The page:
It is apparent that the second and the third scans of table tbl3 bring no new information and can be removed. We do not have to re-scan tbl3 for any row combination from tables tbl1, tbl2. Instead, we could accumulate a back of such row combination, and then do one tbl3 scan for all of them. And this is what join buffering is.

In pseudo-code, the execution will look as follows:

  for each record t1rec in table tbl1
  {
    for each record t2rec in tbl2 such that t2rec.key1=t1rec.col
    {
      put (t1rec, t2rec) into the buffer
      if (buffer is full)
        flush_buffer();
    }
  }

  flush_buffer() {
    for each record t3rec in tbl3 such that t3rec.key1<40
    {
      for each record in the buffer
        pass (t1rec, t2rec, t3rec) row combination to output;
    }
    empty the buffer;
  }

And graphically it will look as follows:

nl-join-buffering.png

The EXPLAIN output will be as follows:

explain select * from t1,t2,t3 where t2.key1 = t1.col1 and t3.key1<40;
...-+-------+-------+---------------+------+---------+--------------+------+--------------------------------+
    | table | type  | possible_keys | key  | key_len | ref          | rows | Extra                          |
...-+-------+-------+---------------+------+---------+--------------+------+--------------------------------+
    | t1    | ALL   | NULL          | NULL | NULL    | NULL         |   10 |                                |
    | t2    | ref   | key1          | key1 | 5       | test.t1.col1 |    2 | Using where                    |
    | t3    | range | key1          | key1 | 5       | NULL         |   40 | Using where; Using join buffer |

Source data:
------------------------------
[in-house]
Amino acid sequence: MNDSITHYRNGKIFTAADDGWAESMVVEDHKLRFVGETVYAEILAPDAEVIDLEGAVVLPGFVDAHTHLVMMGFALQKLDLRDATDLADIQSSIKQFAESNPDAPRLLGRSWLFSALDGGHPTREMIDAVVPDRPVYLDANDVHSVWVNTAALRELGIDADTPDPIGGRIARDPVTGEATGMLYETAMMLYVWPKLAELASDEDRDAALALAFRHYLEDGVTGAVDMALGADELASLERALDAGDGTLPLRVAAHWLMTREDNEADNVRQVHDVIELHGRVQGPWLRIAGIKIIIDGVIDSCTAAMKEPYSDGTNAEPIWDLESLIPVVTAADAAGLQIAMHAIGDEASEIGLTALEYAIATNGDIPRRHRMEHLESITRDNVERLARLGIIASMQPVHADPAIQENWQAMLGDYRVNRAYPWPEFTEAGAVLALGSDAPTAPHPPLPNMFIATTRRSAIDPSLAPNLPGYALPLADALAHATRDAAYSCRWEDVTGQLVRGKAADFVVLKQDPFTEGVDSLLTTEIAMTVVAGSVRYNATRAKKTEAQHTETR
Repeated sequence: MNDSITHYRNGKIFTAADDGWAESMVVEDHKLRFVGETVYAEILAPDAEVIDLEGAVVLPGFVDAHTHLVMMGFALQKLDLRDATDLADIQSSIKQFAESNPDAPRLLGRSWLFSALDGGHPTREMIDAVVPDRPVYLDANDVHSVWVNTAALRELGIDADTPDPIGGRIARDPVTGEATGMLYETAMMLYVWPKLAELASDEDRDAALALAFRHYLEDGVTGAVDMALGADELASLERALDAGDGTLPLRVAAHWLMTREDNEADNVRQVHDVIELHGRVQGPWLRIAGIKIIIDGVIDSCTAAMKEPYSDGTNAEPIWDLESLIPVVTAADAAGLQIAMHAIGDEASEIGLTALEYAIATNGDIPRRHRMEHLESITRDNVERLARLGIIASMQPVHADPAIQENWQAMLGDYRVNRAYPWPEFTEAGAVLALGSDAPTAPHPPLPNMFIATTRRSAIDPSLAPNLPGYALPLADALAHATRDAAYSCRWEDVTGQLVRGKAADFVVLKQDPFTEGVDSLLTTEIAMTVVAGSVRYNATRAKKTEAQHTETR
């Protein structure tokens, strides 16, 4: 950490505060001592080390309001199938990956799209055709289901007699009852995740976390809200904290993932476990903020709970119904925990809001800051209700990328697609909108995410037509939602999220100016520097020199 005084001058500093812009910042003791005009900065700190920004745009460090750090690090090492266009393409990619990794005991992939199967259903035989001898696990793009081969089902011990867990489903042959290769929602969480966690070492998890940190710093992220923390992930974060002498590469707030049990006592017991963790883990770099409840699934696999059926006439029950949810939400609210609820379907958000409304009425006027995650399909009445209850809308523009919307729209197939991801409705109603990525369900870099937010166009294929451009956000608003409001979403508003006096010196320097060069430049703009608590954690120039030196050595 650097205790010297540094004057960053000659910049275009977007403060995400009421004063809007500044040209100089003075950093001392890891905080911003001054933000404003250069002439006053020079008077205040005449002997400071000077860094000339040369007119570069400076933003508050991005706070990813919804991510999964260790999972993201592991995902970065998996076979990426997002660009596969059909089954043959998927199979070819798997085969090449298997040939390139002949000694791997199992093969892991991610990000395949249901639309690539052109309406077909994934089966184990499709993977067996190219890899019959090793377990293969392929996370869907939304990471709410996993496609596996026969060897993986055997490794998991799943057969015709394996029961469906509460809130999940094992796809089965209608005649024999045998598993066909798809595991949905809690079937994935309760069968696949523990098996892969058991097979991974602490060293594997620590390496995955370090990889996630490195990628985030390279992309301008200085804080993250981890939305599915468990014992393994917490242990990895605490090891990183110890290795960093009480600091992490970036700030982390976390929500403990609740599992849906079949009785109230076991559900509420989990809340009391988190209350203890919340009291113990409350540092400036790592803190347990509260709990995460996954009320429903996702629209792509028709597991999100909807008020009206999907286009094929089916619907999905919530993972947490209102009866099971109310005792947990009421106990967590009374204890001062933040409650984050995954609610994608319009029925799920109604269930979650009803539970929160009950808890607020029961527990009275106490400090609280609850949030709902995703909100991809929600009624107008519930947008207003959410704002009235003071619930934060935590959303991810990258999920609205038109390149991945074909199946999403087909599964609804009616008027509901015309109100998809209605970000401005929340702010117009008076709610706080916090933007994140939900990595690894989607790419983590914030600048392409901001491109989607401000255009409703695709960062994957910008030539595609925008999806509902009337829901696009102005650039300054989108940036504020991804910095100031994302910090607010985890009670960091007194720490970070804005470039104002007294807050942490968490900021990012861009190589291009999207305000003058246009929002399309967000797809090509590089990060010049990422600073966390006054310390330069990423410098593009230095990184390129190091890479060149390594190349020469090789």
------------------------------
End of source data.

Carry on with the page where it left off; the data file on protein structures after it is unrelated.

…-+——-+——-+—————+——+———+————–+——+——————————–+

In this example join buffering is used for one table, but it can be used for several tables as well. MySQL uses join buffering whenever it can, access to some table tbl_x will be bufferred if

  • The SELECT does not have an ORDER BY clause
  • We’re not at top level “select” of a multi-table UPDATE
  • tbl_x is accessed using an “independent” access method: ALL, index, range, or index_merge.
  • tbl_x is not inner w.r.t. some outer join

The server variable @@join_buffer_size specifies how much MySQL should allocate for each buffer. That is, if two tables use buffering, MySQL will allocate two buffers of @@join_buffer_size bytes each.

Posted in EXPLAIN, how-it-works on May 16th, 2007 by spetrunia | | 6 Comments

Thoughts on partitioning optimizations

I’m supposed to be working on subquery optimization but I can’t get BUG#26630 out of my head.

The bug test case is small and easy to understand: looking at the EXPLAIN:

create table tbl_test( ... ) partition by range(num) (...);

explain partitions
select * from tbl_co c straight_join tbl_test t where t.num=c.num and reg=8;
..+-------+-------------+------+---------------+------+---------+------+------+-------------+
  | table | partitions  | type | possible_keys | key  | key_len | ref  | rows | Extra       |
..+-------+-------------+------+---------------+------+---------+------+------+-------------+
  | c     | NULL        | ALL  | NULL          | NULL | NULL    | NULL |   17 | Using where |
  | t     | p0,p1,p2,p3 | ALL  | NULL          | NULL | NULL    | NULL |   17 | Using where |
..+-------+-------------+------+---------------+------+---------+------+------+-------------+

we see that for table t no partition pruning is performed. While it is apparent that MySQL could do this (pieces in red font indicate what’s missing):

  for each row in table c
  {